Case 19:
Diagnosis please!
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Imaging Diagnosis

Posterior mediastinal mass lesion: neurogenic tumor
Histopath: Schwannoma



Schwannomas or neurilemomas are benign tumors of the peripheral nerves, and make up one-third of neural tumors. Nerve sheath tumors are the most common neurogenic tumors, and are usually benign. These tumors are of nerve sheath or Schwann cell in origin. These tumors grow lateral to the parent nerve.

Neurofibromas are the next most common peripheral nerve tumors and also originate from the Schwann cell. They grow by expanging the parent nerve and are seen in von Recklinghausen’s disease.

Although neurogenic tumors have a similar appearance, certain features do help in differentiating cell type: in children it is likely to be a neuroblastoma or ganglioneuroblastoma that may contain speckled calcification; in an adult it is likely to be a ganglioneuroma (it mat be elongated in the superior to inferior direction), or a schwannoma or neurofibroma (it is likely to be rounded). CT also helps in determining bony erosions or involvement of neural canal/ intra spinal extension (MRI better!).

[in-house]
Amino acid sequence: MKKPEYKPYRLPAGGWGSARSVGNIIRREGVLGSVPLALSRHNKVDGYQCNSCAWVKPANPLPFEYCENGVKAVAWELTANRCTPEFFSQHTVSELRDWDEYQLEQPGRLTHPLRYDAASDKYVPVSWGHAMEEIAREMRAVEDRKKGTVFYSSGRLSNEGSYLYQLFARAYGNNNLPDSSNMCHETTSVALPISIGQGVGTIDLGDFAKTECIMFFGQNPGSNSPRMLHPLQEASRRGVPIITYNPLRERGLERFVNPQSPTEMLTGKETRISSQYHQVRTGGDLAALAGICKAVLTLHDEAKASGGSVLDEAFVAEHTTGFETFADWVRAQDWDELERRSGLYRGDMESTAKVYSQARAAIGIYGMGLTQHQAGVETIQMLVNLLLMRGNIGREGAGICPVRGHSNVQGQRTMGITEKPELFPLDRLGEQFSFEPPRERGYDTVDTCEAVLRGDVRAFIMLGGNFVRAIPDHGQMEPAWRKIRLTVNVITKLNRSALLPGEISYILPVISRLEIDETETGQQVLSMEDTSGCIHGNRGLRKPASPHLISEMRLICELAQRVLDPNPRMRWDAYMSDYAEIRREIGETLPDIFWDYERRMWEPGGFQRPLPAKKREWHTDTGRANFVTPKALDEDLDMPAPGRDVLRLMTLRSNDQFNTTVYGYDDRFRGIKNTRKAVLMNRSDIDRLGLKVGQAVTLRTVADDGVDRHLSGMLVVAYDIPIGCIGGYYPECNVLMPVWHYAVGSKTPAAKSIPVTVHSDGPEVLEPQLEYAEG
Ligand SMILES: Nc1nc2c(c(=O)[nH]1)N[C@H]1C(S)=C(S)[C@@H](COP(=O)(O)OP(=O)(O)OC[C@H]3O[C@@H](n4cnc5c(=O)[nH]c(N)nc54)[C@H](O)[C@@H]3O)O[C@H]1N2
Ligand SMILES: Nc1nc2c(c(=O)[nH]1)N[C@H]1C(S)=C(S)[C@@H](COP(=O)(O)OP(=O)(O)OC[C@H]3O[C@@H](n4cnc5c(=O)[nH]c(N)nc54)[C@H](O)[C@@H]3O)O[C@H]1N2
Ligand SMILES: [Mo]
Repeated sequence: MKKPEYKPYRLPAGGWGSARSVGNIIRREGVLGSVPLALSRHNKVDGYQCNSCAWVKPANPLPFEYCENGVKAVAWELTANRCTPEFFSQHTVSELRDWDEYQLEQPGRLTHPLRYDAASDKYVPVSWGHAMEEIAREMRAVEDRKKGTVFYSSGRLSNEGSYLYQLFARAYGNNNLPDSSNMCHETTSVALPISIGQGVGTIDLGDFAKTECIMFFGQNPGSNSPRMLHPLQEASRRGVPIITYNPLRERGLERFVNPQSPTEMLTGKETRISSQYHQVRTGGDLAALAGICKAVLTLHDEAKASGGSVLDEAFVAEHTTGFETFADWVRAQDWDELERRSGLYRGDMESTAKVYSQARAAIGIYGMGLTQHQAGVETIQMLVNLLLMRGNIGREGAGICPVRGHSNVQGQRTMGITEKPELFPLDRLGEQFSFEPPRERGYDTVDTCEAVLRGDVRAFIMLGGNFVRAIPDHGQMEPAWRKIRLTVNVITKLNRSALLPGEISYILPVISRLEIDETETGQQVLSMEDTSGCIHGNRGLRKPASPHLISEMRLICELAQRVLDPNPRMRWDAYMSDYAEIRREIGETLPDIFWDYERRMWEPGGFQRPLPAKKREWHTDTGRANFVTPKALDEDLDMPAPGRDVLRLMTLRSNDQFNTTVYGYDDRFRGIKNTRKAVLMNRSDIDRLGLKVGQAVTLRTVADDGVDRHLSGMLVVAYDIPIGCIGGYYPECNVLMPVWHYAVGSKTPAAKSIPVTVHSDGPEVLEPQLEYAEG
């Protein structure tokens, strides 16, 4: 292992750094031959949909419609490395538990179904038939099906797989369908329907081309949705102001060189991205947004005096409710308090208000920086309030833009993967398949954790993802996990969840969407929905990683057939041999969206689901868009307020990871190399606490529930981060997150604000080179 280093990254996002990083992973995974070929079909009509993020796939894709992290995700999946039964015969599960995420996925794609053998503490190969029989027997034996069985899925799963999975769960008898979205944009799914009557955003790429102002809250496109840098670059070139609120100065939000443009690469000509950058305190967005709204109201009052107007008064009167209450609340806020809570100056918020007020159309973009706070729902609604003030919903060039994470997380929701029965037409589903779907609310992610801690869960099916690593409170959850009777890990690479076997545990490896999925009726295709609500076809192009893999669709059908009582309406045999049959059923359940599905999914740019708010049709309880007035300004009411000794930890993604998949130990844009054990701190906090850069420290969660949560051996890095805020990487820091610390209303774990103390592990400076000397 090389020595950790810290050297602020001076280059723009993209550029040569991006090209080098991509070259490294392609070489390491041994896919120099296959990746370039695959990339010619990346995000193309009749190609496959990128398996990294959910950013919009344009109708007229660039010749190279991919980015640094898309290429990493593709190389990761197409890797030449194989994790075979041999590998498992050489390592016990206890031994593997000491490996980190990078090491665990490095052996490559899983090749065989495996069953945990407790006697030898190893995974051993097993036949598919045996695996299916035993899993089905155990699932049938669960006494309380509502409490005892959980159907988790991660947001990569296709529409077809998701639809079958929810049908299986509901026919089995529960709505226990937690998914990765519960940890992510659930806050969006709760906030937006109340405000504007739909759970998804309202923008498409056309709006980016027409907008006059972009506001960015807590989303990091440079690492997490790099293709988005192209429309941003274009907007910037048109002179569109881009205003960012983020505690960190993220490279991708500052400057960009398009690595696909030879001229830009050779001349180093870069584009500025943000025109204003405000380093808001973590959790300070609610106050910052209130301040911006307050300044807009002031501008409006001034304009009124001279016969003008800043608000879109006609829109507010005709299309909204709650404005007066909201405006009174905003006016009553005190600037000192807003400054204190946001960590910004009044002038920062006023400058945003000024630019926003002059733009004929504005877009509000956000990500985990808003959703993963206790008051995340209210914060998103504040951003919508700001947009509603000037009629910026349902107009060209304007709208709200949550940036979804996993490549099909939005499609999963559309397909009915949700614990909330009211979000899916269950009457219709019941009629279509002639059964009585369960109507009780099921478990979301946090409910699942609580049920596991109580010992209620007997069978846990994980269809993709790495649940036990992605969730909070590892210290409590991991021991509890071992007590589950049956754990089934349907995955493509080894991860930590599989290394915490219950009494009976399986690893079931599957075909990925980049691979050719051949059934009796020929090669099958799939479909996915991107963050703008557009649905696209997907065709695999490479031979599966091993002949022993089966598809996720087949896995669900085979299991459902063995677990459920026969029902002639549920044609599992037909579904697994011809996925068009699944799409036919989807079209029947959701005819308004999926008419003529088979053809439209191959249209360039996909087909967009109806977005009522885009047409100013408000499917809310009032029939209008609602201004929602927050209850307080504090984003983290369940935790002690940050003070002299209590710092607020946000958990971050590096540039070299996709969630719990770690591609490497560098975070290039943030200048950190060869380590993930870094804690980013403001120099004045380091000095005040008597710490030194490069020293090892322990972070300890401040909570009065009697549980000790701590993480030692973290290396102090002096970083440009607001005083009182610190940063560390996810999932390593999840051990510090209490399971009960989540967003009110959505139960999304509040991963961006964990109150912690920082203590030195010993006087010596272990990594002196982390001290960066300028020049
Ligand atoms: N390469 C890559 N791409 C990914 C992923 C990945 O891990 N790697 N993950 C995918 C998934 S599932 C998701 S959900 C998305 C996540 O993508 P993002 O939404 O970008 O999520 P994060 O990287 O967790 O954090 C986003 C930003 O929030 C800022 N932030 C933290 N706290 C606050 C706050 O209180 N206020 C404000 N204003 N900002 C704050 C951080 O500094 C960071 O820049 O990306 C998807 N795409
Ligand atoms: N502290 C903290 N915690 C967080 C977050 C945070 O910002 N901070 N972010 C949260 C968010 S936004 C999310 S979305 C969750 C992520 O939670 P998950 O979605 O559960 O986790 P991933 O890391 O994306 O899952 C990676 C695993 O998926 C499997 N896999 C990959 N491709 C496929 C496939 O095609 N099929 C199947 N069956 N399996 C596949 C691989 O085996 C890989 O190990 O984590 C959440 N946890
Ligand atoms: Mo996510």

Calcification does not help determine benign or malignant, and malignant tumors usually have ill-defined borders. On CT, nerve sheath tumors have a lower attenuation than skeletal muscle due to high amount of lipid within these tumors; there may be interstitial fluid or cystic degeneration in larger tumors.